A man convicted alongside four others of a £53m cocaine smuggling plot has vowed to clear his name. Speaking yesterday on the BBC Victoria Derbyshireshow, Scott Birtwistle said that he was innocent and would continue the fight.
Birtwistle, one of the so-called ‘Freshwater Five’, was released from prison having served more than six years inside for a crime he has always insisted he did not commit. In 2011, Scott was convicted alongside three fishermen and a scaffolding boss for allegedly using a fishing boat to collect cocaine from a containership in the English Channel and then dropping it off in Freshwater Bay, off the coast of the Isle of Wight.
- You can watch a new film which aired yesterday on the Victoria Derbyshire show here.
‘I’ve lost the last seven years of my life,’ Scott told Derbsyhire. ‘I’ve gone from being 20 years old, and I’m now 27. That’s a massive part of my life I’ve just lost, for nothing.’
‘What have I got to gain coming on national TV if I was guilty? Surely if I was guilty I would just let it lie. I’ve served my time and I’m out. Why would I keep fighting for it even though I’ve been released from prison? What would be the sense in that?’
His solicitor, Emily Bolton, legal director of the Centre for Criminal Appeals, told the programme that ‘even the experts testifying were not given access to all the information that they needed to get it right, to present a complete picture’. ‘So, the experts themselves were misled, the jury was misled, the judge was misled,’ Bolton said. ‘And in the end, the Court of Appeal has the opportunity to put this right.”
The lawyer said that the jury was told that the fishing boat went behind the containership and picked up the sacks of cocaine. ‘We can now show that was not the case,’ Bolton said. ‘We can also show that where the sacks of cocaine were said to have been thrown off the fishing boat, in-shore, was a position that the fishing boat did not enter, and could not enter, according to her own navigational device.’
‘The odds are massively stacked against people’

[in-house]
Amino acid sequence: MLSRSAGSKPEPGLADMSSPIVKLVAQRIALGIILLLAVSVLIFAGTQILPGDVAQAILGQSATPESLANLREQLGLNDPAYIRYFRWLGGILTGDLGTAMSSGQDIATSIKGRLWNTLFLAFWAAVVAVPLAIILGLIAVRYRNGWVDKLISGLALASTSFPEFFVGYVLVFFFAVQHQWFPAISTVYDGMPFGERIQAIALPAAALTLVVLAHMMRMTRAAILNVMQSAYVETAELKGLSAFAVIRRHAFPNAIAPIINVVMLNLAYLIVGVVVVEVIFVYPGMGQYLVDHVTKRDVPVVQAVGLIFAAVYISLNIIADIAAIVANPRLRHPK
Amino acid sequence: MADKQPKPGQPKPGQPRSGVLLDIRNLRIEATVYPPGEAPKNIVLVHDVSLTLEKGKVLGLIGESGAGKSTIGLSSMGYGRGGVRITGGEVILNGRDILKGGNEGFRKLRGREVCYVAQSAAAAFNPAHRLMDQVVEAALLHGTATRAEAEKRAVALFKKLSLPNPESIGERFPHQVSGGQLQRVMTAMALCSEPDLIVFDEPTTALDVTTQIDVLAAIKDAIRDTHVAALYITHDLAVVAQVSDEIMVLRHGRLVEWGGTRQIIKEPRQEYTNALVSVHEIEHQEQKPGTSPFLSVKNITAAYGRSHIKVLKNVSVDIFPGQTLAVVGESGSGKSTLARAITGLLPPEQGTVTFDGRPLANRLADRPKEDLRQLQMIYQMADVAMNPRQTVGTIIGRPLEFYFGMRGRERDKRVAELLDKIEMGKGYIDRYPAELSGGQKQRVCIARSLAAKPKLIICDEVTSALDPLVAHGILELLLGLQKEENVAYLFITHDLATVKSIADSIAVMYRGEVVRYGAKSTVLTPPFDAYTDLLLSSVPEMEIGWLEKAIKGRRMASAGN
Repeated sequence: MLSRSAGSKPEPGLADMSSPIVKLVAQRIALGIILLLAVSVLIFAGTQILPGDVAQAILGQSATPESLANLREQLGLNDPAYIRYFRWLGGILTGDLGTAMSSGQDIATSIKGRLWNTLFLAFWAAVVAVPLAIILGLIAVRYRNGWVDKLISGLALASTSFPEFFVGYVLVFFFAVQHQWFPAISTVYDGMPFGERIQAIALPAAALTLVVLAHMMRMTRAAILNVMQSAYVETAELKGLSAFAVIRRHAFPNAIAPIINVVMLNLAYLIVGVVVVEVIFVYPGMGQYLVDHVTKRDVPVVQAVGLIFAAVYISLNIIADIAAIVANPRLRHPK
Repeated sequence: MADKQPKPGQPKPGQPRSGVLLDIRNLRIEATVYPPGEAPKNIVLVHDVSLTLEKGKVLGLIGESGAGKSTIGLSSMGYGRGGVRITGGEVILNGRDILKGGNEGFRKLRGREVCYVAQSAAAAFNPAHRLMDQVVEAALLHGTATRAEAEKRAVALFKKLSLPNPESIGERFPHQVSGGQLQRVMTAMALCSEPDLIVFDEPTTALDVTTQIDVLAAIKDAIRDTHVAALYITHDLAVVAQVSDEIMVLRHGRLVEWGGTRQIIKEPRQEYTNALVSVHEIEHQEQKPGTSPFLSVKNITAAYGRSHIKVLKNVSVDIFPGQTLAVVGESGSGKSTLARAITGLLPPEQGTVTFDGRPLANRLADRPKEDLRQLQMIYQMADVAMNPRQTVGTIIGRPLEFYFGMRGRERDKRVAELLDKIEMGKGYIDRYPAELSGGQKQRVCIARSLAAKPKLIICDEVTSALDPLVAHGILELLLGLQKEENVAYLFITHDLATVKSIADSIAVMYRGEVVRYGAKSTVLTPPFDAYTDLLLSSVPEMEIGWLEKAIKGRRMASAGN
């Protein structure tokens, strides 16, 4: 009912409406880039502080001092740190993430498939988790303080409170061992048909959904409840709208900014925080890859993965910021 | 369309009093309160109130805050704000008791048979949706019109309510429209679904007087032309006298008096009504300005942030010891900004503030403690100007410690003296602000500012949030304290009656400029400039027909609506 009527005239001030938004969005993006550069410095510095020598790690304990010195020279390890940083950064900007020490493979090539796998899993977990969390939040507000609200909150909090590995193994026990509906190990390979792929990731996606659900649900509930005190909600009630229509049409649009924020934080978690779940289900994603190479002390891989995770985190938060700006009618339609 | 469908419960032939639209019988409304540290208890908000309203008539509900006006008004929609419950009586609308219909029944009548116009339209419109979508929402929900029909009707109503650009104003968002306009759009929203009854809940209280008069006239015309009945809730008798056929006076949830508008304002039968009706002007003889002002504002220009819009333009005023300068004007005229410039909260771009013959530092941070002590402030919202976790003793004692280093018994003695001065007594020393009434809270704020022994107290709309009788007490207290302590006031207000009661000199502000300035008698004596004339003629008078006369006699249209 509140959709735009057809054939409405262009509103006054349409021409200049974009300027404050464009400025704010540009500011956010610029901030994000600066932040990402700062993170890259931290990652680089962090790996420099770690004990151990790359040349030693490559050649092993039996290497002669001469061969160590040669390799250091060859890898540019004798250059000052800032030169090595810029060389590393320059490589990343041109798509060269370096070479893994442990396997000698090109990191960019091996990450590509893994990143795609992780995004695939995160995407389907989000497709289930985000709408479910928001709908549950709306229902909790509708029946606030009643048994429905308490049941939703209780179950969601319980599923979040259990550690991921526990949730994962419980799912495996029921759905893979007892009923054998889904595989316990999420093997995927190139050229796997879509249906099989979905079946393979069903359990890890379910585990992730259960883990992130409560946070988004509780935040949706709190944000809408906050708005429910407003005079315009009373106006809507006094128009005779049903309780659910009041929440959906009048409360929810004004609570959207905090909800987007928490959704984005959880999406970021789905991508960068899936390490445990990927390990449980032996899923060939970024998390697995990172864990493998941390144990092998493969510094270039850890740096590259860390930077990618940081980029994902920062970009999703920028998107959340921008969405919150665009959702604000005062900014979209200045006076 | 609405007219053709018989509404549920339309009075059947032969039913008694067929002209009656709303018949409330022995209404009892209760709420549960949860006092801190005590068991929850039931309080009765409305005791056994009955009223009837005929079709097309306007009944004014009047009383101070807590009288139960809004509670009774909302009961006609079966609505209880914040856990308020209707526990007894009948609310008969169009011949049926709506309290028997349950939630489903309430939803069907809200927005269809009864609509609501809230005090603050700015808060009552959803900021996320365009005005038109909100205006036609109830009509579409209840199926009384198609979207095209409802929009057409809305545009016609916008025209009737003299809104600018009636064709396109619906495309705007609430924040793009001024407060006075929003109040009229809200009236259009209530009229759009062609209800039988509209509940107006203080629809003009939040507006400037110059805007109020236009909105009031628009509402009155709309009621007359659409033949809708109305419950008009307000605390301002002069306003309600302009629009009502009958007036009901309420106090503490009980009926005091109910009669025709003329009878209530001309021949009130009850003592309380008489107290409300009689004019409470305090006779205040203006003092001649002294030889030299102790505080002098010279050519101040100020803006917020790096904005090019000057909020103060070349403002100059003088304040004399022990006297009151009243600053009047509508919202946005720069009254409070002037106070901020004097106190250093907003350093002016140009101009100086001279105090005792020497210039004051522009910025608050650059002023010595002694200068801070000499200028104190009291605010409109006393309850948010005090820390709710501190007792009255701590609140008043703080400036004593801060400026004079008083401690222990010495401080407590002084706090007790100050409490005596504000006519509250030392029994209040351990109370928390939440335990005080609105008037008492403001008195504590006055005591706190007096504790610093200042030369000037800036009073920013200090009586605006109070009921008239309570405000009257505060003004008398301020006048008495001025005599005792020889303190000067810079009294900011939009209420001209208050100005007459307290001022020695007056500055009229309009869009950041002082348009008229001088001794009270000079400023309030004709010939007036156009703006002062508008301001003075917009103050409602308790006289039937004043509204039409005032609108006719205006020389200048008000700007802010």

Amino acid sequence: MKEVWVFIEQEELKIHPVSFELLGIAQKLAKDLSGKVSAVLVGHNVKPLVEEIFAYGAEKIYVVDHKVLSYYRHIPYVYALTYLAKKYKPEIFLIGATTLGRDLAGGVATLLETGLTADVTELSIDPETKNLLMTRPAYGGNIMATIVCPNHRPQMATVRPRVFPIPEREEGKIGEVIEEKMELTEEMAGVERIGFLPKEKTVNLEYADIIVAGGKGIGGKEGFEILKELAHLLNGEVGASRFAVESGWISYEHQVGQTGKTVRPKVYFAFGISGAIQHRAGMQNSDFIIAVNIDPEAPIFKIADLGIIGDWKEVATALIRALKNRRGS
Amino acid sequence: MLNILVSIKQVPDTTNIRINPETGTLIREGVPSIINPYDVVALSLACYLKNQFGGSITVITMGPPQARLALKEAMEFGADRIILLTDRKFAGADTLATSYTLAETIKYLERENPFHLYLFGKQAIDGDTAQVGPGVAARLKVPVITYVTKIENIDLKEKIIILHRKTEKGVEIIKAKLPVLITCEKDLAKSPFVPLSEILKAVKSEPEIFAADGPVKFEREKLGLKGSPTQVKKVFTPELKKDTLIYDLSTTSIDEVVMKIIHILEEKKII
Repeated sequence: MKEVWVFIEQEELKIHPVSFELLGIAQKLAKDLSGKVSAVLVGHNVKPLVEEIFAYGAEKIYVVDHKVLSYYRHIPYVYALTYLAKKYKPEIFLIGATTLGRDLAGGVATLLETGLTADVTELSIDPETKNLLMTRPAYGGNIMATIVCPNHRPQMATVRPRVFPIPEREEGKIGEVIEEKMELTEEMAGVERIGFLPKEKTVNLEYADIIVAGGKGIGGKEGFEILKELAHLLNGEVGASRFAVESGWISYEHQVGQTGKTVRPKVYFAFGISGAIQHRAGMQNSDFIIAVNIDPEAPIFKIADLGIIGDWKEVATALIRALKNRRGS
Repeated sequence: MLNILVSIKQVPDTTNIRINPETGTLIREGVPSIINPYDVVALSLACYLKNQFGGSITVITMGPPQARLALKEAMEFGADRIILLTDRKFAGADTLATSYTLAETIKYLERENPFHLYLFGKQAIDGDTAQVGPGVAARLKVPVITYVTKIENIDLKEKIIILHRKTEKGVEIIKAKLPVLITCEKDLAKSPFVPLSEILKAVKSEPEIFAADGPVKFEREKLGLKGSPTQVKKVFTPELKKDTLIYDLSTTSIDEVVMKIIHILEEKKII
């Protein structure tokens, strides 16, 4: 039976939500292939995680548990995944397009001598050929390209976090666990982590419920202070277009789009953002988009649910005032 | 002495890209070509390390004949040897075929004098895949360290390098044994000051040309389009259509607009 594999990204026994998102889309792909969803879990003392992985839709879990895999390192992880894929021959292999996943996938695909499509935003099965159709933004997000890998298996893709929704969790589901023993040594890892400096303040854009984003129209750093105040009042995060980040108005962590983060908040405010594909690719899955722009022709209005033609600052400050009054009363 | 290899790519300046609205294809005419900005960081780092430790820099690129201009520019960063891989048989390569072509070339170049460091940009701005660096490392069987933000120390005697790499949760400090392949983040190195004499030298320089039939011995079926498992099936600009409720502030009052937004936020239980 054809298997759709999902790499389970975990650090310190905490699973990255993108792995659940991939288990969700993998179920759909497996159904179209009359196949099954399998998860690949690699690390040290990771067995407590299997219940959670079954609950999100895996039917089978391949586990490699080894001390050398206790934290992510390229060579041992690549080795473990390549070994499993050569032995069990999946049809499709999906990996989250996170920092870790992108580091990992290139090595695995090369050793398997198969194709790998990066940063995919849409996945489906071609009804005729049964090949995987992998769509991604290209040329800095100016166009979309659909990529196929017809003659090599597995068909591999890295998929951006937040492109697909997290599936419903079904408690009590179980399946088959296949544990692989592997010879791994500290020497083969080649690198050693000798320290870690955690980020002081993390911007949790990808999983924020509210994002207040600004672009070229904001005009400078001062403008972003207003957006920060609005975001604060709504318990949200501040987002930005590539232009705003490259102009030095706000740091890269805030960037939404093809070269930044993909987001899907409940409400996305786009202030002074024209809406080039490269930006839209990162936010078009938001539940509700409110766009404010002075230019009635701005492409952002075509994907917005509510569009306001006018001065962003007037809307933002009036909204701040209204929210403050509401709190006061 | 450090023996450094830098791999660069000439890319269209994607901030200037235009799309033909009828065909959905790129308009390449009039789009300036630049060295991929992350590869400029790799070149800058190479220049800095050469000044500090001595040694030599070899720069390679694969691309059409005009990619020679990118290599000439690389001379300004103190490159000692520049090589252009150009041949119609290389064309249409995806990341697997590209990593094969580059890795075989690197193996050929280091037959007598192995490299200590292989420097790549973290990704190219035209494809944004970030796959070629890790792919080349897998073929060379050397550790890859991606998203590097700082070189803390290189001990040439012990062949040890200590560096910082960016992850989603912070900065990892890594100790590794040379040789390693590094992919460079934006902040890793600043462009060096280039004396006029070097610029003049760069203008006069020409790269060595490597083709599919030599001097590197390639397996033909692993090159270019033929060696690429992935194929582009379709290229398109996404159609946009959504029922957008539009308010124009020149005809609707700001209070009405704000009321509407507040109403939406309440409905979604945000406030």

The Justice Gap editor Jon Robins was interviewed about the process of appealing conviction and the role of the Criminal Cases Review Commission. ‘It is a real uphill struggle. The odds are massively stacked against people,’ Robins said. ‘We have a prison population of about 87,000 and every year about 1,500 people apply to the state funded miscarriage of justice watchdog body and last year only a dozen cases got back to the Court of Appeal. There has been a yearly average of 33 paces being referred. There are massive financial pressures on the watchdog.’
Derbyshire asked could it be that there were only 12 cases referred because there was no compelling new evidence in other cases. Robins argued that the drop in referrals was down to long-term funding problems. He pointed out that, on the CCRC’s own account, for every £10 pounds the the group had 10 years ago, it now has only £4 and, over the same period, its workload has gone up 60%. ‘Ironically, it’s the safety net mechanism for the criminal justice and the history of the Commission has been one of undermining almost from day one.’
Published on June 5, 2018
Author: Jon Robins
Jon is editor of the Justice Gap. He is a freelance journalist. Jon’s books include The First Miscarriage of Justice (Waterside Press, 2014), The Justice Gap (LAG, 2009) and People Power (Daily Telegraph/LawPack, 2008). Jon is a journalism lecturer at Winchester University and a visiting senior fellow in access to justice at the University of Lincoln. He is twice winner of the Bar Council’s journalism award (2015 and 2005) and is shortlisted for this year’s Criminal Justice Alliance’s journalism award